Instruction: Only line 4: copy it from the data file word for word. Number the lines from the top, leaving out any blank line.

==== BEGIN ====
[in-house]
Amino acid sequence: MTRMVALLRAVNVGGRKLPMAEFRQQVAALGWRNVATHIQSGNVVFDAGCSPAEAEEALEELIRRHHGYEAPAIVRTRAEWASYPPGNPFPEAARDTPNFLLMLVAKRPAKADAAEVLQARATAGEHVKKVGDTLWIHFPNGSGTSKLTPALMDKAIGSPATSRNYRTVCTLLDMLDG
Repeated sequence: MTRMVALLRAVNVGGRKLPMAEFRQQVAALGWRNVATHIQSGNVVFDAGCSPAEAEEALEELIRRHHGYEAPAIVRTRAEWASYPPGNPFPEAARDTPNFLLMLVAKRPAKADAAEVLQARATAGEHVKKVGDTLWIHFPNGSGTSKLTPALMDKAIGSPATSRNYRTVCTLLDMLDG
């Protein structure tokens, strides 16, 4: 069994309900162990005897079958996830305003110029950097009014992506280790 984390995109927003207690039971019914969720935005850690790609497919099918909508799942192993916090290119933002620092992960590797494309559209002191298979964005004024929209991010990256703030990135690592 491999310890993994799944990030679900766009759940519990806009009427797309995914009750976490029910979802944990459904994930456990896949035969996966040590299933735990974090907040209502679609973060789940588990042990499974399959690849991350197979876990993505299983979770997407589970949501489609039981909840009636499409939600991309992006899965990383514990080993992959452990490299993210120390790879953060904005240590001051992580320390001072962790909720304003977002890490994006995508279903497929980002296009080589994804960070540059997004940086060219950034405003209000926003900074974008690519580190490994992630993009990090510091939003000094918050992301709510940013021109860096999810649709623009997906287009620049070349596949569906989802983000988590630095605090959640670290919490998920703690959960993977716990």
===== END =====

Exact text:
């Protein structure tokens, strides 16, 4: 069994309900162990005897079958996830305003110029950097009014992506280790 984390995109927003207690039971019914969720935005850690790609497919099918909508799942192993916090290119933002620092992960590797494309559209002191298979964005004024929209991010990256703030990135690592 491999310890993994799944990030679900766009759940519990806009009427797309995914009750976490029910979802944990459904994930456990896949035969996966040590299933735990974090907040209502679609973060789940588990042990499974399959690849991350197979876990993505299983979770997407589970949501489609039981909840009636499409939600991309992006899965990383514990080993992959452990490299993210120390790879953060904005240590001051992580320390001072962790909720304003977002890490994006995508279903497929980002296009080589994804960070540059997004940086060219950034405003209000926003900074974008690519580190490994992630993009990090510091939003000094918050992301709510940013021109860096999810649709623009997906287009620049070349596949569906989802983000988590630095605090959640670290919490998920703690959960993977716990």